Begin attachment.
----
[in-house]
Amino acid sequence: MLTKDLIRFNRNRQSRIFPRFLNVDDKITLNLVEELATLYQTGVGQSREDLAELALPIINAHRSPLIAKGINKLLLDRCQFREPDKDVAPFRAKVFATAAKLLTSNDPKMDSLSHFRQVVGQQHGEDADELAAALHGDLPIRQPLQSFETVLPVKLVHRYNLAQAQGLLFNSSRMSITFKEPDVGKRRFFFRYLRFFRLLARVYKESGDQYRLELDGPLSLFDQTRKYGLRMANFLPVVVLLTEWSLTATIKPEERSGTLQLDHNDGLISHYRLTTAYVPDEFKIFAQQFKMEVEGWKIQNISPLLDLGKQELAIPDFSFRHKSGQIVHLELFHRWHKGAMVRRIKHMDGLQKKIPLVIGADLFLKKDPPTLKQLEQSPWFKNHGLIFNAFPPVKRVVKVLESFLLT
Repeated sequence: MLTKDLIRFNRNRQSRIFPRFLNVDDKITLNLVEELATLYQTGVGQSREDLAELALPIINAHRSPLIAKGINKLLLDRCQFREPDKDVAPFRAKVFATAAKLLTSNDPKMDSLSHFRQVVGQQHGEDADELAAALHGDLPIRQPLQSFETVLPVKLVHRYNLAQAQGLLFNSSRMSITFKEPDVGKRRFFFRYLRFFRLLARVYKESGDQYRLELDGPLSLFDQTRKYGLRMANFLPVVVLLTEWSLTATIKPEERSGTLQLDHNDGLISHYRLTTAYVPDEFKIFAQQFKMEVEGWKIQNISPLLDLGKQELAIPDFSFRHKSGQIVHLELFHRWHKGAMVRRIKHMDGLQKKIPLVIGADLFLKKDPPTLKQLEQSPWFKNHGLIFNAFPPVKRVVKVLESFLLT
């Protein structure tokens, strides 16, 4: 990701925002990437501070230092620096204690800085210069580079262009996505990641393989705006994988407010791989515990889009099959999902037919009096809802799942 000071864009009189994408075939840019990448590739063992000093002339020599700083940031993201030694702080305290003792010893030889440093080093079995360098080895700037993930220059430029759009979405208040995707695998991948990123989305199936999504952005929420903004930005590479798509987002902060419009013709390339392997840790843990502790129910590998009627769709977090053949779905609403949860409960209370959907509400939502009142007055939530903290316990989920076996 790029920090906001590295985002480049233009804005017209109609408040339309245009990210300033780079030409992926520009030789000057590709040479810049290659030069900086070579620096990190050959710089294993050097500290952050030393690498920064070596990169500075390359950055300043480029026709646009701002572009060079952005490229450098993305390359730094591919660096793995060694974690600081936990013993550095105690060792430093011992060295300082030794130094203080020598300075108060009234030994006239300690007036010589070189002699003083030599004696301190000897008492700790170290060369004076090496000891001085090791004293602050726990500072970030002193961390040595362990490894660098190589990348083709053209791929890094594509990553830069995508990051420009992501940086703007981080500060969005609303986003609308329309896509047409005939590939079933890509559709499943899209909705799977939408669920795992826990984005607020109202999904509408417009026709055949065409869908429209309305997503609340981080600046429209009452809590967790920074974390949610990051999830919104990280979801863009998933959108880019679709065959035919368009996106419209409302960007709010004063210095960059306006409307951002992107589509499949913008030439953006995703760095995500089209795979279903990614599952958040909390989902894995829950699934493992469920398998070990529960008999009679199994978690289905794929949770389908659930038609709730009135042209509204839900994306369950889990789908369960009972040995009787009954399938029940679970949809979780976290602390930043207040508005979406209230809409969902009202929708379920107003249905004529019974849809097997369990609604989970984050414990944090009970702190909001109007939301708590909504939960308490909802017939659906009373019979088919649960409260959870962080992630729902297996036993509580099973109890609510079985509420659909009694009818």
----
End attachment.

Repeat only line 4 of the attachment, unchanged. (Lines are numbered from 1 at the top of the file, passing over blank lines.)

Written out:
């Protein structure tokens, strides 16, 4: 990701925002990437501070230092620096204690800085210069580079262009996505990641393989705006994988407010791989515990889009099959999902037919009096809802799942 000071864009009189994408075939840019990448590739063992000093002339020599700083940031993201030694702080305290003792010893030889440093080093079995360098080895700037993930220059430029759009979405208040995707695998991948990123989305199936999504952005929420903004930005590479798509987002902060419009013709390339392997840790843990502790129910590998009627769709977090053949779905609403949860409960209370959907509400939502009142007055939530903290316990989920076996 790029920090906001590295985002480049233009804005017209109609408040339309245009990210300033780079030409992926520009030789000057590709040479810049290659030069900086070579620096990190050959710089294993050097500290952050030393690498920064070596990169500075390359950055300043480029026709646009701002572009060079952005490229450098993305390359730094591919660096793995060694974690600081936990013993550095105690060792430093011992060295300082030794130094203080020598300075108060009234030994006239300690007036010589070189002699003083030599004696301190000897008492700790170290060369004076090496000891001085090791004293602050726990500072970030002193961390040595362990490894660098190589990348083709053209791929890094594509990553830069995508990051420009992501940086703007981080500060969005609303986003609308329309896509047409005939590939079933890509559709499943899209909705799977939408669920795992826990984005607020109202999904509408417009026709055949065409869908429209309305997503609340981080600046429209009452809590967790920074974390949610990051999830919104990280979801863009998933959108880019679709065959035919368009996106419209409302960007709010004063210095960059306006409307951002992107589509499949913008030439953006995703760095995500089209795979279903990614599952958040909390989902894995829950699934493992469920398998070990529960008999009679199994978690289905794929949770389908659930038609709730009135042209509204839900994306369950889990789908369960009972040995009787009954399938029940679970949809979780976290602390930043207040508005979406209230809409969902009202929708379920107003249905004529019974849809097997369990609604989970984050414990944090009970702190909001109007939301708590909504939960308490909802017939659906009373019979088919649960409260959870962080992630729902297996036993509580099973109890609510079985509420659909009694009818």